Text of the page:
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Frequently Asked Questions

Where does the Episcopal Church stand on gay and lesbian issues?

The Episcopal Church is still wrestling with the full inclusion of gay and lesbian folk and their equal access to the sacraments--though we are further ahead than most denominations.  Many dioceses and congregations are actively supportive, a few are actively hostile, and most are somewhere in between. 

In 1976 the General Convention of the Episcopal Church passed the following resolutions...

Resolved, that it is the sense of this General Convention that homosexual persons are children of God and have a full and equal claim with all other persons upon the love, acceptance, and pastoral concern and care of the Church.

Resolved, that this General Convention expresses its conviction that homosexual persons are entitled to equal protection of the laws with all other citizens, and calls upon our society to see that such protection is provided in actuality.

In 1994 the General Convention of passed the following resolution...

No person shall be denied rights, status, or an equal place in the life, worship, and governance of this Church because of race, color, ethnic origin, national origin, marital status, sex, sexual orientation, disabilities or age, except as otherwise specified by Canon.

In 1997 the General Convention Church passed the following resolution...

That this 72nd General Convention apologizes on behalf of the Episcopal Church to its members who are gay or lesbian and to lesbians and gay men outside the Church for years of rejection and maltreatment by the Church; . . . That this Church repents of its sins committed against lesbian and gay people—physical, psychological and spiritual—through covert and overt action and inaction. We seek amendment of our life together and we ask for God’s help in sharing the Good News with all people.

Where does the Episcopal Church stand on the ordination of non-celibate gay and lesbian people?

Closeted gay and lesbian people have been ordained throughout Christian history.  The same has been true in the Episcopal Church.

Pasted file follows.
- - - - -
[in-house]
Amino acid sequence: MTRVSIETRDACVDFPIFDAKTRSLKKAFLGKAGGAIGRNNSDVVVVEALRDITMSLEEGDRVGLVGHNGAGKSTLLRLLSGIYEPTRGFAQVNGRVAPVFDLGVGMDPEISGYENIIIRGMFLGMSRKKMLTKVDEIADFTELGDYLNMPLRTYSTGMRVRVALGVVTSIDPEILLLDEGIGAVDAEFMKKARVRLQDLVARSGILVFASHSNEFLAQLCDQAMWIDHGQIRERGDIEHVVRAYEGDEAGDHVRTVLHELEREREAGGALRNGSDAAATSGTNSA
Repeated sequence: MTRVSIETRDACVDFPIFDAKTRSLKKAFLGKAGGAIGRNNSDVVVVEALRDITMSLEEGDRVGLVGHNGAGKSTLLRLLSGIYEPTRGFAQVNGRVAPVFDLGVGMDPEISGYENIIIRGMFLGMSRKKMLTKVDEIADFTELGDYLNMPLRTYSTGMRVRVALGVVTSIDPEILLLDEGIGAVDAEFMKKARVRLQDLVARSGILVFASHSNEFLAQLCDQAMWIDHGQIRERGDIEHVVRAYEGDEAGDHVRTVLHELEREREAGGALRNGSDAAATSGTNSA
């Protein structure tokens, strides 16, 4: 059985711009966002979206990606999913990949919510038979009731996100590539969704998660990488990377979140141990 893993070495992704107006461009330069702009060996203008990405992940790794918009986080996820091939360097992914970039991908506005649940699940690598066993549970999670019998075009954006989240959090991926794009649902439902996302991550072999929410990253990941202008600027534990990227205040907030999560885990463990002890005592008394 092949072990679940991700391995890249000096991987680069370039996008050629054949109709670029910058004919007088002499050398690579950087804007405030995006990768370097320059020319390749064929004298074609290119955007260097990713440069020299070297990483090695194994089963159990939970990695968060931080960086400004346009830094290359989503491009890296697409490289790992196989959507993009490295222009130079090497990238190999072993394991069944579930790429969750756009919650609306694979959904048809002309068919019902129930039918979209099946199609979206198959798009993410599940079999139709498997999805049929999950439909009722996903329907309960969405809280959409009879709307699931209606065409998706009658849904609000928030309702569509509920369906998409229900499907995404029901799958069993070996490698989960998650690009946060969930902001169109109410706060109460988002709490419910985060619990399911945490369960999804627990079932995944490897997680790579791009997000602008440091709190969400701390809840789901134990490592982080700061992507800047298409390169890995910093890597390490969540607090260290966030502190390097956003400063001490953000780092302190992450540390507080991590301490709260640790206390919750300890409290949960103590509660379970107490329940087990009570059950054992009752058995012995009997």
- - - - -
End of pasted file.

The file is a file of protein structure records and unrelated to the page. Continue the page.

In 1977, Bishop Paul Moore of New York ordained Ellen Barrett as the first openly lesbian priest in the Episcopal Church.  Since then, numerous openly gay and lesbian clergy have been ordained or come out of the closet.

In 1993, Bishop Otis Charles of Utah retired and came out.

In 1994 the General Convention passed the following resolution...

No one shall be denied access to the selection process for ordination in this Church because of race, color, ethnic origin, age, national origin, marital status, sexual orientation, disabilities or age, except as otherwise specified by these Canons. No right to ordination is hereby established.

In 1996, several conservative bishops filed heresy charges against retired Bishop Walter Righter because he had ordain an openly gay man to the deaconate.  The ecclesiastical court dismissed the charges--ruling that the Episcopal Church had no clear doctrine on the issue.

In 2003, Gene Robinson of New Hampshire was consecrated as the first openly gay bishop in the Episcopal Church.

Where does the Episcopal Church stand on same-sex marriages?

In 2009, the General Convention passed the following resolution...

Resolved, the House of Deputies concurring, That the 76th General Convention acknowledge the changing circumstances in the United States and in other nations, as legislation authorizing or forbidding marriage, civil unions or domestic partnerships for gay and lesbian persons is passed in various civil jurisdictions that call forth a renewed pastoral response from this Church, and for an open process for the consideration of theological and liturgical resources for the blessing of same gender relationships; and be it further